David Bourget (Western Ontario)
David Chalmers (ANU, NYU)
Rafael De Clercq
Jack Alan Reynolds
Learn more about PhilPapers
Behavioral and Brain Sciences 22 (2):307-327 (1999)
In this response to multidisciplinary commentaries on the target article, “Words in the brain's language,” additional features of the cell-assembly model are reviewed, as demanded by some of the commentators. Subsequently, methodological considerations on how to perform additional tests of neurobiological language models as well as a discussion of recent data from neuroimaging, neuropsychological, and other behavioral studies in speakers of spoken and sign languages follow. Special emphasis is put on the explanatory power of the cell-assembly model regarding neuropsychological double dissociations. Future perspectives on neural network simulations, neuronal mechanisms of syntax and semantics, and the interaction of attention mechanisms and cell assemblies are pointed out in the final paragraphs.
|Keywords||No keywords specified (fix it)|
|Categories||categorize this paper)|
Setup an account with your affiliations in order to access resources via your University's proxy server
Configure custom proxy (use this if your affiliation does not provide a proxy)
|Through your library|
References found in this work BETA
No references found.
Citations of this work BETA
No citations found.
Similar books and articles
R. Miller (1999). Unifying Cell Assembly Theory with Observations of Brain Dynamics. Behavioral and Brain Sciences 22 (2):297-298.
J. Eric Ivancich, Christian R. Huyck & Stephen Kaplan (1999). Cell Assemblies as Building Blocks of Larger Cognitive Structures. Behavioral and Brain Sciences 22 (2):292-293.
Friedemann Pulvermüller & Bettina Mohr (2004). Determinants of Ignition Times: Topographies of Cell Assemblies and the Activation Delays They Imply. Behavioral and Brain Sciences 27 (2):308-311.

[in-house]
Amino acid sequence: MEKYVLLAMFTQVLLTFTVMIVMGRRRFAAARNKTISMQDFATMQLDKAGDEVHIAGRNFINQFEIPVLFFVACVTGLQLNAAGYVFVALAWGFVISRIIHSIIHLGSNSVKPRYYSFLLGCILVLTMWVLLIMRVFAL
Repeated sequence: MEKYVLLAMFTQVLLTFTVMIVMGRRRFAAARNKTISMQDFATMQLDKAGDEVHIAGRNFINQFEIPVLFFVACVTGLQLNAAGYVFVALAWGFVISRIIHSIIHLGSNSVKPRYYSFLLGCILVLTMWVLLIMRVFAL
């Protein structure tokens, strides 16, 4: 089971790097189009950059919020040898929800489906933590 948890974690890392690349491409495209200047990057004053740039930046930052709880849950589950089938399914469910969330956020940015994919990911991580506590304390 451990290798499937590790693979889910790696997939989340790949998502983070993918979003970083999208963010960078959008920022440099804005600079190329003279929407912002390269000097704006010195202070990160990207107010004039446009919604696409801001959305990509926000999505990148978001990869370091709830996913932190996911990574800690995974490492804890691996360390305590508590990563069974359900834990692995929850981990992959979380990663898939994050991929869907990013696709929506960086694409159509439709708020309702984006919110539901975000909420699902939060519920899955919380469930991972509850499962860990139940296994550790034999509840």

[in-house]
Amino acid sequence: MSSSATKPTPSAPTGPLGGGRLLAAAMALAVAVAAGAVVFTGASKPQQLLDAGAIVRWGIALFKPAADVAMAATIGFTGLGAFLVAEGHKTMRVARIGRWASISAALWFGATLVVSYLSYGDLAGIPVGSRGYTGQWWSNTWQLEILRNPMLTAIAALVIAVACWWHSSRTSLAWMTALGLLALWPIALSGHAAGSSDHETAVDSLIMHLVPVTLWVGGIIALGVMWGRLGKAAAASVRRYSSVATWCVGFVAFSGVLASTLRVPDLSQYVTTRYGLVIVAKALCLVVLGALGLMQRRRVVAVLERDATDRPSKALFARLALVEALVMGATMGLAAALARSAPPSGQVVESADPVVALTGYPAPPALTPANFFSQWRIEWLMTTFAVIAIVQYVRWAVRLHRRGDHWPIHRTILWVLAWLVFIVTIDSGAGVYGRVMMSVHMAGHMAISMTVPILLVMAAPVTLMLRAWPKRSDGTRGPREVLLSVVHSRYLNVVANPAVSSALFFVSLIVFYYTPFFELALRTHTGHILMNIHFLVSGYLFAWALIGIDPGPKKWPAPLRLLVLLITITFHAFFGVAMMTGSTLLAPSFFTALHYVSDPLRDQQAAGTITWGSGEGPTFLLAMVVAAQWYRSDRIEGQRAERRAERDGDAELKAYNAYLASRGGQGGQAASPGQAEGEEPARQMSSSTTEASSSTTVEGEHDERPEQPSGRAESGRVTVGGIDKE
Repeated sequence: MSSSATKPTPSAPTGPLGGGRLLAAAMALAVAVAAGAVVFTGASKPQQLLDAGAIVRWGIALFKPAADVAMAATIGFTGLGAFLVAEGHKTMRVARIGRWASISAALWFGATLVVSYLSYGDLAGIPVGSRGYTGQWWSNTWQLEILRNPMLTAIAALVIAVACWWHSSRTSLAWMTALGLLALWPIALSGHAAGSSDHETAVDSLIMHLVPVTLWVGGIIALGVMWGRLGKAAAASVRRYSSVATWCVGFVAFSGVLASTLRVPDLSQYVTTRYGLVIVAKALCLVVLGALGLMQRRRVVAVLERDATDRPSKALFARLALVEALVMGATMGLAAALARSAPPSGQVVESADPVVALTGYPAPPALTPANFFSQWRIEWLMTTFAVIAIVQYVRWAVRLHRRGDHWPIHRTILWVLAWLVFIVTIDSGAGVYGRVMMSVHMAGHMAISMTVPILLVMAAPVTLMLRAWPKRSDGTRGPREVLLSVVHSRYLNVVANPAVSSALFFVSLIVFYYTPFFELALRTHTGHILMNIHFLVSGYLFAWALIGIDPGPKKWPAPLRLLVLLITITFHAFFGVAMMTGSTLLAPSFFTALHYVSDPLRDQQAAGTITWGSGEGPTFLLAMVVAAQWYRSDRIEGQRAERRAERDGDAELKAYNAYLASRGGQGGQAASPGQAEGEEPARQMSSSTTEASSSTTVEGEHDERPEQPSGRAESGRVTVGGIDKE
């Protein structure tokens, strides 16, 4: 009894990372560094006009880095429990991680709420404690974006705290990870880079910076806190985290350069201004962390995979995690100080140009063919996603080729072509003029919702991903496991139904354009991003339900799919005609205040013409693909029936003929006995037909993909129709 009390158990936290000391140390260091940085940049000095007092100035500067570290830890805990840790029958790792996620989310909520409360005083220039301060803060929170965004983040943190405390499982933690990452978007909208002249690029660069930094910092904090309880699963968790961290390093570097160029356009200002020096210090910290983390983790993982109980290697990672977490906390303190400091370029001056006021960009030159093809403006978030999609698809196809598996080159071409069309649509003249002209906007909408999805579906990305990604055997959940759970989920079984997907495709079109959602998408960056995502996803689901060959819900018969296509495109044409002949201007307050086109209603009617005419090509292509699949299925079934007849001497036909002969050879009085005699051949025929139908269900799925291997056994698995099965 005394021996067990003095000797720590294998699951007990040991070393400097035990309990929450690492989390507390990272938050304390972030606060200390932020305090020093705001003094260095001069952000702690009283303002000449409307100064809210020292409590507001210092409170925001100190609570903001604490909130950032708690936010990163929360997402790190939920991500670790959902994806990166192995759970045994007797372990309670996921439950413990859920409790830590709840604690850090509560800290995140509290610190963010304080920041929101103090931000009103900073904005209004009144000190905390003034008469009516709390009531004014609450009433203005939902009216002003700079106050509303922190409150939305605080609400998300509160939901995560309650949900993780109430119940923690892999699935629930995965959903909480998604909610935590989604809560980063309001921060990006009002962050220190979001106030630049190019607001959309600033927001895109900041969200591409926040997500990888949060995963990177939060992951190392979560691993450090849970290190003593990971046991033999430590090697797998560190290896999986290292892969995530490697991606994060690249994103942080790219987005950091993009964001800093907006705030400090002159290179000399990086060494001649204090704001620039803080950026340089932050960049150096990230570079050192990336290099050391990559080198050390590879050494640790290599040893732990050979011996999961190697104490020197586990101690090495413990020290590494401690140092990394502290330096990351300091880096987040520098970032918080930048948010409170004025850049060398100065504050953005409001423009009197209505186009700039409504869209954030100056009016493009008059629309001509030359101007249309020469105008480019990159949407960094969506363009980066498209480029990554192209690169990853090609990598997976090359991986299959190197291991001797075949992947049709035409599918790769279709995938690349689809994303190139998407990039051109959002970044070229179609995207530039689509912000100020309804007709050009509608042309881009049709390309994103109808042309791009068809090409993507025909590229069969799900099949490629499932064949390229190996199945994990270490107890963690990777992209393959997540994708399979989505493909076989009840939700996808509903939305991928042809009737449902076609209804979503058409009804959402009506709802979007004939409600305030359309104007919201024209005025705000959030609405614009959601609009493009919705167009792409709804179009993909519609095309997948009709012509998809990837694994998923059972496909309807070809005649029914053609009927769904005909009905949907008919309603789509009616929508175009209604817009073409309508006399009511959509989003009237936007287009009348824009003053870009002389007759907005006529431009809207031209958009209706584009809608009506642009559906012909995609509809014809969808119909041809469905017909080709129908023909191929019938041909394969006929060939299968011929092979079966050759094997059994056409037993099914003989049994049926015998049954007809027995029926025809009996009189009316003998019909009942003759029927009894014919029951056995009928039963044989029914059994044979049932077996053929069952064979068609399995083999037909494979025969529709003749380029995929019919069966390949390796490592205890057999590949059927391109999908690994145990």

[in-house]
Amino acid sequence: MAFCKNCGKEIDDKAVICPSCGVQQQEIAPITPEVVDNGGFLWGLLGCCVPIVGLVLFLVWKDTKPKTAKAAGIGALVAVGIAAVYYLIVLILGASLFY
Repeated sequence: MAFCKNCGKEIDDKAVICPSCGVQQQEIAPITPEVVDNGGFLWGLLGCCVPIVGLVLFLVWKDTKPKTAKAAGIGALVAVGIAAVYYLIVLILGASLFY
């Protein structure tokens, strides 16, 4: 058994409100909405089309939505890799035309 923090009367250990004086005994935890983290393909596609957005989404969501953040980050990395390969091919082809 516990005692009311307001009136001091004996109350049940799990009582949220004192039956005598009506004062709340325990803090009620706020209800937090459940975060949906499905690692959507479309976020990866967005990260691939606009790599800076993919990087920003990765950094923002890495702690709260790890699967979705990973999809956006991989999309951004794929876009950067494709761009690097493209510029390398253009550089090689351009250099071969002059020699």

Chris Code (1999). Re-Assembling the Brain: Are Cell Assemblies the Brain's Language for Recovery of Function? Behavioral and Brain Sciences 22 (2):284-284.
Friedemann PulvermÜ & Ller (1999). Words in the Brain's Language. Behavioral and Brain Sciences 22 (2):253-279.
Manfred Bierwisch (1999). Words in the Brain Are Not Just Labelled Concepts. Behavioral and Brain Sciences 22 (2):280-282.
Patricia M. Greenfield (1998). Language, Tools, and Brain Revisited. Behavioral and Brain Sciences 21 (1):159-163.
Philip Gerrans & Valerie E. Stone (2008). Generous or Parsimonious Cognitive Architecture? Cognitive Neuroscience and Theory of Mind. British Journal for the Philosophy of Science 59 (2):121-141.
Elke Kalbe & Alexander Thiel (1999). What, Where, and How “Big” is a Word? Behavioral and Brain Sciences 22 (2):295-296.
Michael Spivey, Mark Andrews & Daniel Richardson (1999). On Computational and Behavioral Evidence Regarding Hebbian Transcortical Cell Assemblies. Behavioral and Brain Sciences 22 (2):302-302.
Added to index2009-01-28
Total downloads7 ( #274,000 of 1,699,546 )
Recent downloads (6 months)1 ( #362,609 of 1,699,546 )
How can I increase my downloads?